Failing school is improving, says Ofsted
A failing school where Ofsted inspectors were pelted with food is continuing to make good progress, the education watchdogs has said.
Willenhall E-ACT Academy has addressed pupils' poor behaviour and is improving attendance, according the inspectors, who visited the school again in March.
Last year, the school was placed into special measures following a damning inspection report.
But a monitoring visit by Ofsted in March found improvements have been made.
The school remains in special measures, but can now employ newly-qualified teachers.
The report found a continued stability of teachers at the school had led to improvements in teaching, with a 'positive climate for learning' in an increasing number of lessons.
However, inspectors did say there was still variation in the impact of teaching, with some teachers not promptly challenging pupils whose attention has gone.
The proportion of pupils persistently absent had reduce, said the report, but remains 'too high'.
And the number of pupils removed from lessons for behaviour has dropped, according to the inspectors, who praise a rewards system in place for students.
Inspector Rob Hackfath said: "Leaders and managers are taking effective action towards the removal of special measures."
The school, in Furzebank Way, which has more than 1,300 pupils, was ranked inadequate by Ofsted across the board following the inspection last May.
It found a third of pupils from Years 7 to 11 were persistently absent and students felt unsafe due to repeated poor behaviour.
Ofsted inspector were pelted with food during the inspection visit.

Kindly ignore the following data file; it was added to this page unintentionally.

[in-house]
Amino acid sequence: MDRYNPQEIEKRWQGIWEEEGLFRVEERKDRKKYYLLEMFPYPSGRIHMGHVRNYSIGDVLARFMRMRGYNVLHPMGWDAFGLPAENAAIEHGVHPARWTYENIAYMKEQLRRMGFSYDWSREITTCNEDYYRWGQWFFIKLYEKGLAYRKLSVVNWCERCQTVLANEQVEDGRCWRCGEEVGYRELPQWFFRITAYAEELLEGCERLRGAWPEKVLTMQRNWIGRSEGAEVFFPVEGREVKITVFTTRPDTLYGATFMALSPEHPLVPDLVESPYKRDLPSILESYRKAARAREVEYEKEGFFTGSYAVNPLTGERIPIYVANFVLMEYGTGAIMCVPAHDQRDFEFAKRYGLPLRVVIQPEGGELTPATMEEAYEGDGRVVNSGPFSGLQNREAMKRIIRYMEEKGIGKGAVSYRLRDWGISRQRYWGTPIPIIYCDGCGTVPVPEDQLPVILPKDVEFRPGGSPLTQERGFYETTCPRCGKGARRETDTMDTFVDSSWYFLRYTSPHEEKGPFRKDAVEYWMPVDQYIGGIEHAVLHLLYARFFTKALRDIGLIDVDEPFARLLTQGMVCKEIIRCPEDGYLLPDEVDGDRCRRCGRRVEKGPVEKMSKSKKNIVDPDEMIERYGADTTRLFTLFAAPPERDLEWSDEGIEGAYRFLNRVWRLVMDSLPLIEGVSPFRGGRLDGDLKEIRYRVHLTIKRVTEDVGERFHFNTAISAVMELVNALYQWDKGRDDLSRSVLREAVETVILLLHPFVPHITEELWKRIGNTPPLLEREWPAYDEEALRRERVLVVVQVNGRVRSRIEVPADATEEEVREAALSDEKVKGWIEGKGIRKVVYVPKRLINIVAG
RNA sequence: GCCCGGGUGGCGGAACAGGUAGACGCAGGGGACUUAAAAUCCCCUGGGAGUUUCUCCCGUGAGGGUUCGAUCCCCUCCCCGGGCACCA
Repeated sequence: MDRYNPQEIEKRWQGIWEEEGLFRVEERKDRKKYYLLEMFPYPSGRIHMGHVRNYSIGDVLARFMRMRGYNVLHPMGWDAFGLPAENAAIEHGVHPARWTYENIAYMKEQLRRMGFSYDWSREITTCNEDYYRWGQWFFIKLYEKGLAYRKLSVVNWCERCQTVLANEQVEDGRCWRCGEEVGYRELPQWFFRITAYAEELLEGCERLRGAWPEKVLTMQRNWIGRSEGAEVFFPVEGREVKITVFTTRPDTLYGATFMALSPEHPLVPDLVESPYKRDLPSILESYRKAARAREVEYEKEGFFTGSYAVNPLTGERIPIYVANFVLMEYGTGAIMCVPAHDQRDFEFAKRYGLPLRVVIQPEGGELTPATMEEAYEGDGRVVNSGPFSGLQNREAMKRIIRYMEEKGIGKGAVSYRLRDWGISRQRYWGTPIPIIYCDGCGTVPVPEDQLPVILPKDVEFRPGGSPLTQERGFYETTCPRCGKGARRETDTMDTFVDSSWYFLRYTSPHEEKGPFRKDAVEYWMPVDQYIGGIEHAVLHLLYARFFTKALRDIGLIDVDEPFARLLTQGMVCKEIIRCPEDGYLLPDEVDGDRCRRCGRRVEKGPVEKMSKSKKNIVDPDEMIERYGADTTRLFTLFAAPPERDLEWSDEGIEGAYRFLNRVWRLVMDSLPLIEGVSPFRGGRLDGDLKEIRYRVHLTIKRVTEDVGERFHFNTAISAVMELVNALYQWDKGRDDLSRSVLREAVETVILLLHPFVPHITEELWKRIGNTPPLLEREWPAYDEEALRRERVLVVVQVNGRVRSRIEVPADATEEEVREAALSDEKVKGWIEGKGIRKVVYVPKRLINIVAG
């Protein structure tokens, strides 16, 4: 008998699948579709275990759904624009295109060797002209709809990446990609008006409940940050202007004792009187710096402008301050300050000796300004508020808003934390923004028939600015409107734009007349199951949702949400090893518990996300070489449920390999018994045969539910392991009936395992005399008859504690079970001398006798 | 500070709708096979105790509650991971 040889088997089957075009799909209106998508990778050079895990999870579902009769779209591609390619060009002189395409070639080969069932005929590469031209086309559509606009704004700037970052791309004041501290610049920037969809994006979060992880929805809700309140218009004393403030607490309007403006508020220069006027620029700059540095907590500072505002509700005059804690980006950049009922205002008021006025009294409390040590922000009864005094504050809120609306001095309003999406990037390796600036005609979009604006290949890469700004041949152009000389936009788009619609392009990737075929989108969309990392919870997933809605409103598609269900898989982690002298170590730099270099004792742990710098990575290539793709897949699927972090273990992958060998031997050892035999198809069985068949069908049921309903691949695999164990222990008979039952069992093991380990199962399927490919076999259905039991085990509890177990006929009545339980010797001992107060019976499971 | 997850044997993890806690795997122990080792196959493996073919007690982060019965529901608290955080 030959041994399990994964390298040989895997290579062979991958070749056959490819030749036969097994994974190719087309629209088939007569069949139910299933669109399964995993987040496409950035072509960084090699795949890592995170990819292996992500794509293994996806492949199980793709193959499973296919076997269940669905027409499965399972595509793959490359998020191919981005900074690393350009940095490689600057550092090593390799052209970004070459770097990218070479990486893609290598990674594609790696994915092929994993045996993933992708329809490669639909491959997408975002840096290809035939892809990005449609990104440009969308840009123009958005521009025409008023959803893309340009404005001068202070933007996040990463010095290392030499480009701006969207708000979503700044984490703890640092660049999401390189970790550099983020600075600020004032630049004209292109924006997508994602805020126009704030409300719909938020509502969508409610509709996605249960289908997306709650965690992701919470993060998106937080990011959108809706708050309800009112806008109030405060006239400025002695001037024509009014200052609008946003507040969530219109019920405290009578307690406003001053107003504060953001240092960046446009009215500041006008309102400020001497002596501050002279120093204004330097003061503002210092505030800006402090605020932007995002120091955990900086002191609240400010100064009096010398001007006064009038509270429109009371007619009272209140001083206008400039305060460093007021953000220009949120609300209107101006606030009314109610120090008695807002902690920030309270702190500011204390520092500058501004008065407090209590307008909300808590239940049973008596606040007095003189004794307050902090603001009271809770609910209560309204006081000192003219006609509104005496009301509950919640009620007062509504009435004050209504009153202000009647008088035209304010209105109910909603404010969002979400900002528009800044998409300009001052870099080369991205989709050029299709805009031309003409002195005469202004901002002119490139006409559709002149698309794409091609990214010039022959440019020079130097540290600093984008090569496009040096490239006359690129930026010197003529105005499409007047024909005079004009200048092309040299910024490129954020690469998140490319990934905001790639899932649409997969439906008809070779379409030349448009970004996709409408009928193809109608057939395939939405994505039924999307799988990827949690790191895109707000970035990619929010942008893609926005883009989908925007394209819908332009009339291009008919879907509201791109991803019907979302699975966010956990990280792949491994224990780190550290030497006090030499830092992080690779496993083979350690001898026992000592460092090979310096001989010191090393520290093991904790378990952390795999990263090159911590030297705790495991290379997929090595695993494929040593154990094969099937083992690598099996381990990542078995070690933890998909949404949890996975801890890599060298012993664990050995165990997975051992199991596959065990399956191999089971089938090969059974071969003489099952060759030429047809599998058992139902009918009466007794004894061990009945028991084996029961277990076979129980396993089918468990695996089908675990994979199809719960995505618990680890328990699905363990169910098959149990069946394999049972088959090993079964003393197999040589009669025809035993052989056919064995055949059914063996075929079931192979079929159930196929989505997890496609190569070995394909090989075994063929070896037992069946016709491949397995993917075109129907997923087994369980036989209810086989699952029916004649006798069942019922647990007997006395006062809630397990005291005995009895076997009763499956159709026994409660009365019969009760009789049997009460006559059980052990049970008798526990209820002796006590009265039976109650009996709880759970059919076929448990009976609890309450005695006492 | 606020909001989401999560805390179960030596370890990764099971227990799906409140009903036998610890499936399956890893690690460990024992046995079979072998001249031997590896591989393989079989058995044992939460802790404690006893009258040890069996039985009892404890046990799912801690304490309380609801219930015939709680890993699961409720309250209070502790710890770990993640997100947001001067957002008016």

The academy was previously rated as ‘requires improvement’ in 2015.
Inspectors highlighted a catalogue of issues in the report, including sub-standard teaching and poor behaviour from pupils.
Headteacher Kirsty Jones welcomed the latest inspection report, but said there was more work to be done.
She said: “We are very pleased with the most recent report from Ofsted, which recognises the progress that is being made in the academy.
“It also highlights that behaviour has improved with pupils moving calmly and sensibly around school and that they have pride in their school. The number of fixed term exclusions has dropped, as has the number of pupils who are removed from lessons for poor behaviour.
“Together with the continued stability of teachers at school, this all contributes to an improvement in the quality of lessons and learning. As a result, the progress that pupils are making is improving, and we expect to see better results this coming summer.
“There is more work to be done here at Willenhall, but Ofsted’s report marks an important step forward.”